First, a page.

Just make sure it can fit in your refrigerator.  I place the bag inside, then place the thawed bird inside the bag with the neck and insides out of all the cavities. Check the neck area and breast cavity. Use those insides for your stock. Cover bird with cold water and pace a cup of salt into water. Tighten and close bag and place container in fridge. At least 1 hr to 24 hours before cooking. Remove bird and rinse well.
 
 
 
I LOVE TURKEY.
I love the smells as it cooks. And I LOVE turkey when it tastes like Turkey and not seasonings. There is nothing better
Then biting into a moist piece of turkey that tastes like turkey. And my turkeys are never dry
The Bouqs 728x90
 
          STOCK FOR STUFFING AND GRAVY
  • 1 yellow onion, diced
  • 3 celery stalks, cleaned and diced
  • 1 turkey neck , heart, liver, stomach that are inside the turkey
  • 8 cups water
  • 3 TBS salt
  • 1 TBS garlic powder
  • 1tsp black pepper
  •  STUFFING
  • 1 cup dried cranberries
  • 1 TBS garlic powder
  • 1 apple peeled , cored and diced
  • 1 1/2 lb. smoked sausage cut into 1/2 inch pieces
  • 1 package cornbread stuffing mix
  • 1 cup chopped pecans
  • 1/4 cup chopped fresh parsley
  • 4 Tbs. unsalted butter for stuffing
  • 2 eggs beaten
  •  TURKEY
  • 10 to 30 pound Turkey, thawed or fresh
  • 4 Tbs Unsalted butter for under Turkey Skin
  • Cheesecloth
  • Salt
  • Black Pepper
  • Garlic powder
Make Stock: In a large pot place first 7 ingredients and simmer for 30 minutes or until celery and onion are soft.
Make Stuffing: Place the 9 ingredients in a large bowl. Strain celery and onions from broth and place in bowl and mix WELL so egg doesn’t scramble.
Add enough broth a cup at a time to bind stuffing together. You do want to dry or too wet.
Prepare Turkey: I put 2 TBS of butter under each side of breast skin to moisten meat. I take the end of a long wooden spoon or a chop stick and shove between skin and meat to make a tunnel on each side of top breast.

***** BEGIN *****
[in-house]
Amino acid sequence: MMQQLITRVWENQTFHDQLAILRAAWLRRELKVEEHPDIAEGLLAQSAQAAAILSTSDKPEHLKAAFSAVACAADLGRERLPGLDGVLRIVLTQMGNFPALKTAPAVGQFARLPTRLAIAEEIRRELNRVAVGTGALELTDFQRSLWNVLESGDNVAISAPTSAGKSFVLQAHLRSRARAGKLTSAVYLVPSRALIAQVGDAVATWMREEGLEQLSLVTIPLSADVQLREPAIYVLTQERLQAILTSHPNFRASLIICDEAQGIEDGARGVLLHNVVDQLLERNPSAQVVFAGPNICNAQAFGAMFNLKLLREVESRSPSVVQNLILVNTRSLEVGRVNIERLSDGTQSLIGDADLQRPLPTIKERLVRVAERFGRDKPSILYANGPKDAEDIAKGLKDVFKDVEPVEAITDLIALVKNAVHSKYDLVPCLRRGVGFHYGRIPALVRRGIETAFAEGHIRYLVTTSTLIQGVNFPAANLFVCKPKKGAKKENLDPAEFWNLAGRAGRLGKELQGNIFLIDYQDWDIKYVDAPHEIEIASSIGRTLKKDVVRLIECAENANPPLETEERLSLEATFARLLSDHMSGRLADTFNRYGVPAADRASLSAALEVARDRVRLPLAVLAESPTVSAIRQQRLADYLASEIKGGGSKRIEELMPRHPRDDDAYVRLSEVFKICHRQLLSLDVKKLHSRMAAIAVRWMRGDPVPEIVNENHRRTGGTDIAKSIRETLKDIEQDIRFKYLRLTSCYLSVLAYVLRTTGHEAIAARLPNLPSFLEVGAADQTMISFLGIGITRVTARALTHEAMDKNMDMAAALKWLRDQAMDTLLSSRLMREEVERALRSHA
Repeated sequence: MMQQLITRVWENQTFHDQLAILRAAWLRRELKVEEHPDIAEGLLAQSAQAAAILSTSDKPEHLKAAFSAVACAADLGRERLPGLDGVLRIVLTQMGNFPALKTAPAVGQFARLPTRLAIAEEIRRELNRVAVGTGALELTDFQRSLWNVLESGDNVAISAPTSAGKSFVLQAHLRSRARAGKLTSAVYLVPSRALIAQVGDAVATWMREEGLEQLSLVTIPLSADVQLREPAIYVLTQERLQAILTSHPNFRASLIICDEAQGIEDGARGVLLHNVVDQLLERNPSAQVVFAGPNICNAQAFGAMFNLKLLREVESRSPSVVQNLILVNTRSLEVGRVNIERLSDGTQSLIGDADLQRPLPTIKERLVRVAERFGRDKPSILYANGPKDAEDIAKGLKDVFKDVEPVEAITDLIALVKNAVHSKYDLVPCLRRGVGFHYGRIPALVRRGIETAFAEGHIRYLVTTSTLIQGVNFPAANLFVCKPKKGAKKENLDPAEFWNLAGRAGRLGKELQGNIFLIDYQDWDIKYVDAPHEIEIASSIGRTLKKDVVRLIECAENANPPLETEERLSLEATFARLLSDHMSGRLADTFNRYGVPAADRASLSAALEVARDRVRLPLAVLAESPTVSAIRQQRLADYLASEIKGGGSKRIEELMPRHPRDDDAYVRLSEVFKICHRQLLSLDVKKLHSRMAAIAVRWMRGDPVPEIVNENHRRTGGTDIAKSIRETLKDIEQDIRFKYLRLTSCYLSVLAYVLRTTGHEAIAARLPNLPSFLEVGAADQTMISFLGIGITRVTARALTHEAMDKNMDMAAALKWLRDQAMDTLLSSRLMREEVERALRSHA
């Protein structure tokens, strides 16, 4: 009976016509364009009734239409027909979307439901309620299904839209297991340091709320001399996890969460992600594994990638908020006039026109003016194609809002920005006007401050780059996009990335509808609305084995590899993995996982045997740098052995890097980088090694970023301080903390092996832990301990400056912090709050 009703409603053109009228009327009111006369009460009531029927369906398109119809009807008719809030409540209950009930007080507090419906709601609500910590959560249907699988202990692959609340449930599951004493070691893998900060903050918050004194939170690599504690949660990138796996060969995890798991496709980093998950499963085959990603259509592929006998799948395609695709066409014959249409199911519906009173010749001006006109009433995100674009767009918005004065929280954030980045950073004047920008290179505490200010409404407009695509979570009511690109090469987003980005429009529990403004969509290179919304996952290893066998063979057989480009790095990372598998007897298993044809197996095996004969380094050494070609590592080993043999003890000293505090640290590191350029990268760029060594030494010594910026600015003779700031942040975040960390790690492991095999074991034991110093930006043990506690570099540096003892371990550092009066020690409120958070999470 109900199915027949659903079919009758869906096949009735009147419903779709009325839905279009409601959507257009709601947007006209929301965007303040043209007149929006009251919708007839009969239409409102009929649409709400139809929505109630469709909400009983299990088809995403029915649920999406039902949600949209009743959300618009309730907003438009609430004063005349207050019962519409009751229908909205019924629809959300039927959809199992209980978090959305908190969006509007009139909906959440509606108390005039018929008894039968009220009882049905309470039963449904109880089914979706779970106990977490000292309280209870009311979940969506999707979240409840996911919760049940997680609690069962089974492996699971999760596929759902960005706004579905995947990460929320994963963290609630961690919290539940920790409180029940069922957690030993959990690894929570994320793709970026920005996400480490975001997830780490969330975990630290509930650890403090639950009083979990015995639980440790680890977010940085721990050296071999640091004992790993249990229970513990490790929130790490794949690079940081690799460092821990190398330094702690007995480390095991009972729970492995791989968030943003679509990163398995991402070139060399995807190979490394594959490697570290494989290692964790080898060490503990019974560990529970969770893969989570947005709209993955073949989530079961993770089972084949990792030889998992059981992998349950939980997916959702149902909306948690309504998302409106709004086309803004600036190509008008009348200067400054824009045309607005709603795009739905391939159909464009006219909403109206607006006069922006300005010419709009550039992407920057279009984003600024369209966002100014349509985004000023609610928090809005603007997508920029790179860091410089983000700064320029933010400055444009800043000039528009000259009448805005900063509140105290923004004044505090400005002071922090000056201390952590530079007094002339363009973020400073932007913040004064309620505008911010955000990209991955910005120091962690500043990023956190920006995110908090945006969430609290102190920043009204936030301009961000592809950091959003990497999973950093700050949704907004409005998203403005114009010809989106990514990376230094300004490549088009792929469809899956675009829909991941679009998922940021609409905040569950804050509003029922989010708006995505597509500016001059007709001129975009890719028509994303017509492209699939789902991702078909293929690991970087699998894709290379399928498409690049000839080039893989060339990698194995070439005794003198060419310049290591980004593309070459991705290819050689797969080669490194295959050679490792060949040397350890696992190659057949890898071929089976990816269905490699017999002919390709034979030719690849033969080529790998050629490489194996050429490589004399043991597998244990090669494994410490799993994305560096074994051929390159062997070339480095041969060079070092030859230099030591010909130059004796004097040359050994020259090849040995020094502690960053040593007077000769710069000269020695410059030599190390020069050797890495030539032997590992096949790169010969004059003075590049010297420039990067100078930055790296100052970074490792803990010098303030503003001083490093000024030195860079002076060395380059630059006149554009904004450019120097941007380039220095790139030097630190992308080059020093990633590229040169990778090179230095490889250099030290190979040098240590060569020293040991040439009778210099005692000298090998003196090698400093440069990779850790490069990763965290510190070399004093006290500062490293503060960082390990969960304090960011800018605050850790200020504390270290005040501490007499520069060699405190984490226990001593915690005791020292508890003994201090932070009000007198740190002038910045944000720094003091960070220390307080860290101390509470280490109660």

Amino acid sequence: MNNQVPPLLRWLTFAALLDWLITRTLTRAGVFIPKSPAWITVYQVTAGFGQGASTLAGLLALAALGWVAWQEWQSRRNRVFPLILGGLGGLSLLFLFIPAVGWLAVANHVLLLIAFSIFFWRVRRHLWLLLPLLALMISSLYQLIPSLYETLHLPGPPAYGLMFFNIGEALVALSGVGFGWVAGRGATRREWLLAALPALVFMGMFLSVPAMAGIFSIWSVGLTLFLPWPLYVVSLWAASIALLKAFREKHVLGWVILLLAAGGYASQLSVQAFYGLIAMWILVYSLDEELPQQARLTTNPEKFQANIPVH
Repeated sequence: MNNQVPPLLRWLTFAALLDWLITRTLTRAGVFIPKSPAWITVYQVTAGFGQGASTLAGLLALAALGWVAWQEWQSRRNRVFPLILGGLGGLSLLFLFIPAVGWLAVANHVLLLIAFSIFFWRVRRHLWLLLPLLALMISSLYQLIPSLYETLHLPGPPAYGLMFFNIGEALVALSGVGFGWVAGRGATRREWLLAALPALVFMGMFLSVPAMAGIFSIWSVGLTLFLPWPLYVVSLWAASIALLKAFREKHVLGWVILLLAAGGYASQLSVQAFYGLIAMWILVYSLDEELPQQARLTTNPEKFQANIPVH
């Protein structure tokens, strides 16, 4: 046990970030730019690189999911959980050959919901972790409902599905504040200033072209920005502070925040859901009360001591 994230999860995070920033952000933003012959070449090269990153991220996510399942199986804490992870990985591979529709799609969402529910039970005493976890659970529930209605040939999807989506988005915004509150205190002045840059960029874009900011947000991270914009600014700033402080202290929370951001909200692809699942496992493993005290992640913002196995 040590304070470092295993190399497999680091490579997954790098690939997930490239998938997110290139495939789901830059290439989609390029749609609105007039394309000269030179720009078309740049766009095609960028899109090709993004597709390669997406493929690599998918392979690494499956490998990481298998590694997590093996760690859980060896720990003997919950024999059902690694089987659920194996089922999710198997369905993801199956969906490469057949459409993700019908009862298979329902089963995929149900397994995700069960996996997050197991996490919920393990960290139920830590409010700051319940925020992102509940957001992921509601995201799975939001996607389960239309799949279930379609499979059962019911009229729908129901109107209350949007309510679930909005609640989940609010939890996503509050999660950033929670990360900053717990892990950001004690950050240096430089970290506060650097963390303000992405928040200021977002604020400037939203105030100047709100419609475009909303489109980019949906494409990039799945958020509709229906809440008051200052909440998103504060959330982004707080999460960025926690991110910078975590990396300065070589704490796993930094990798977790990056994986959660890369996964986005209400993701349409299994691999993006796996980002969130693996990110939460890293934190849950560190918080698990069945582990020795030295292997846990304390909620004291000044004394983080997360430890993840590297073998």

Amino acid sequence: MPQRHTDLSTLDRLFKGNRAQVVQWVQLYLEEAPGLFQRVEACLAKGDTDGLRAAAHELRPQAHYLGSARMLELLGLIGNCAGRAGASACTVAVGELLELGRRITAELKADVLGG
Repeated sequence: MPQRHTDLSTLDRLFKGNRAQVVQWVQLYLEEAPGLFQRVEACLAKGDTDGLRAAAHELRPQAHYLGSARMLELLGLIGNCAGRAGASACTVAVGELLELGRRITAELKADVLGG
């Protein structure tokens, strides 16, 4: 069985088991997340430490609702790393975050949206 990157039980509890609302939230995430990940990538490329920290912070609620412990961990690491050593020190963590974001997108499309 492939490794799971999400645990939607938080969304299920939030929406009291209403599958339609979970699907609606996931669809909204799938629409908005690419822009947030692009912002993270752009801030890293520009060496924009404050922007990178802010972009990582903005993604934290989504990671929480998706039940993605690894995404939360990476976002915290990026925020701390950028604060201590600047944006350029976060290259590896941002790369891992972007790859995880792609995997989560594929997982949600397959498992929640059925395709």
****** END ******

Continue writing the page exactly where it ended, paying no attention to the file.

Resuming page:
Cut butter into 2 strips and place in tunnel pushing all the way to back then place second piece in tunnel. (This is how a butterball turkey is made NATURALLY WITHOUT PRESERVATIVES OR FAT)
Sprinkle with salt pepper and garlic powder.
Place a large piece of cheesecloth in cavity of bird WITH ENDS ON OUTSIDE. You are making a sack filled with stuffing. Do this inside the bird not outside.
Fill with stuffing and tie up cheese cloth. This will make it easy to remove all stuffing with a clean cavity, but still add flavor to bird and stock for gravy.
Place bird on rack or turkey bag. (If using a turkey bag use the recommended times as the bag cooks it faster but your turkey will no be picture perfect. Take that into consideration if you use a cooking bag.)
Add 1 cup of stock on bottom of pan or inside bag.
Cook at 350° until thigh temperature reads 175 degrees.  If you check breast temperature at 165, thighs may not be cooked all the way through, so always check the thigh between the thigh, breast, and leg corner. The juices should run clear and not cloudy. And the leg should be easily pulling apart when you tug on it. The little red pop ups are ok, but they usually overcook the bird, so don’t always go by that.
If you follow these instructions it should turn out great. Many people have followed these instructions for years and always had a perfect Turkey.
I hope this helps you achieve a great meal.
Please email me at info@inthekitchenwithdana.com and let me know how your Turkey came out. I would love to know and share your experience with others.